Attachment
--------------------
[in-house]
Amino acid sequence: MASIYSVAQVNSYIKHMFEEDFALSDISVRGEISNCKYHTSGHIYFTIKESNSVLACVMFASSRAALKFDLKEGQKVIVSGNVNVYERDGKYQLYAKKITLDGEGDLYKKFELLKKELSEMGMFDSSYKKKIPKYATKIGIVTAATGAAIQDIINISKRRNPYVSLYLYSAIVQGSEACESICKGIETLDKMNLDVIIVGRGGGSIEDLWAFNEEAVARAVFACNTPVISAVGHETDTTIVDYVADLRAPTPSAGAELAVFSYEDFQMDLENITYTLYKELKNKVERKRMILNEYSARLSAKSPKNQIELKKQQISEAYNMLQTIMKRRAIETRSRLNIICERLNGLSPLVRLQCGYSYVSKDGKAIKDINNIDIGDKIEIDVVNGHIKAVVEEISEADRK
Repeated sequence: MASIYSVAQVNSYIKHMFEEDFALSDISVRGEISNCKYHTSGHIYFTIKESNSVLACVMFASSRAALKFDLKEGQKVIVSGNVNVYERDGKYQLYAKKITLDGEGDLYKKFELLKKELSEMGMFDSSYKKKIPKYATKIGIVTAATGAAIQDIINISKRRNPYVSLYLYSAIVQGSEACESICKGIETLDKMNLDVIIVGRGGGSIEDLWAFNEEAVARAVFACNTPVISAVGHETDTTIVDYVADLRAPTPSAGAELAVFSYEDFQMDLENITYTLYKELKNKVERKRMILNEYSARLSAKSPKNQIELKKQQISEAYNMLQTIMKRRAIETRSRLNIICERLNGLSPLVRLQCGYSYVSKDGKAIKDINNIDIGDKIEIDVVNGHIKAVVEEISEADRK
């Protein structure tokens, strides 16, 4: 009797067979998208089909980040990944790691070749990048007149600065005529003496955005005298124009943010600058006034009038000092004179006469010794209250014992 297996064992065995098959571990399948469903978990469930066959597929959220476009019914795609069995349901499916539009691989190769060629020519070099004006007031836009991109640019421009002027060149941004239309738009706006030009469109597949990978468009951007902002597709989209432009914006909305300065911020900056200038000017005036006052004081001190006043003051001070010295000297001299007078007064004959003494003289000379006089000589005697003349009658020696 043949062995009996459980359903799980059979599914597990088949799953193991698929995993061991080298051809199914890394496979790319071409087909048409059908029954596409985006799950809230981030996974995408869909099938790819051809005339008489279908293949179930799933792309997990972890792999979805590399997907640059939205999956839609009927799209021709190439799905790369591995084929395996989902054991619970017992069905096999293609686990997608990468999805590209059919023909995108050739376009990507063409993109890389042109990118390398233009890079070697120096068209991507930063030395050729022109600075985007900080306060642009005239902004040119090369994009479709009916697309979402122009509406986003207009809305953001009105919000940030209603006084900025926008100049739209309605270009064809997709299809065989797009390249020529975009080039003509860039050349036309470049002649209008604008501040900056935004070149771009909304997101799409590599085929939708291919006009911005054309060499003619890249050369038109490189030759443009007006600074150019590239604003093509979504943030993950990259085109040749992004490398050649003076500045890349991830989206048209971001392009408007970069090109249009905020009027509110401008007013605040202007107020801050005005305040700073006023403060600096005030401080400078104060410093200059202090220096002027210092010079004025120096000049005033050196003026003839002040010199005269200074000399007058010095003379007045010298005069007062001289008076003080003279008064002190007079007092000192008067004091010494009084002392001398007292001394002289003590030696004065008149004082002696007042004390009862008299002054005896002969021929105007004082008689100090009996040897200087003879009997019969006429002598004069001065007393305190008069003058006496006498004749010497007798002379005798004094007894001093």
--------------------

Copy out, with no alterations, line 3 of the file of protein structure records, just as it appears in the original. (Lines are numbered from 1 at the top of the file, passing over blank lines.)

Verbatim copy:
Repeated sequence: MASIYSVAQVNSYIKHMFEEDFALSDISVRGEISNCKYHTSGHIYFTIKESNSVLACVMFASSRAALKFDLKEGQKVIVSGNVNVYERDGKYQLYAKKITLDGEGDLYKKFELLKKELSEMGMFDSSYKKKIPKYATKIGIVTAATGAAIQDIINISKRRNPYVSLYLYSAIVQGSEACESICKGIETLDKMNLDVIIVGRGGGSIEDLWAFNEEAVARAVFACNTPVISAVGHETDTTIVDYVADLRAPTPSAGAELAVFSYEDFQMDLENITYTLYKELKNKVERKRMILNEYSARLSAKSPKNQIELKKQQISEAYNMLQTIMKRRAIETRSRLNIICERLNGLSPLVRLQCGYSYVSKDGKAIKDINNIDIGDKIEIDVVNGHIKAVVEEISEADRK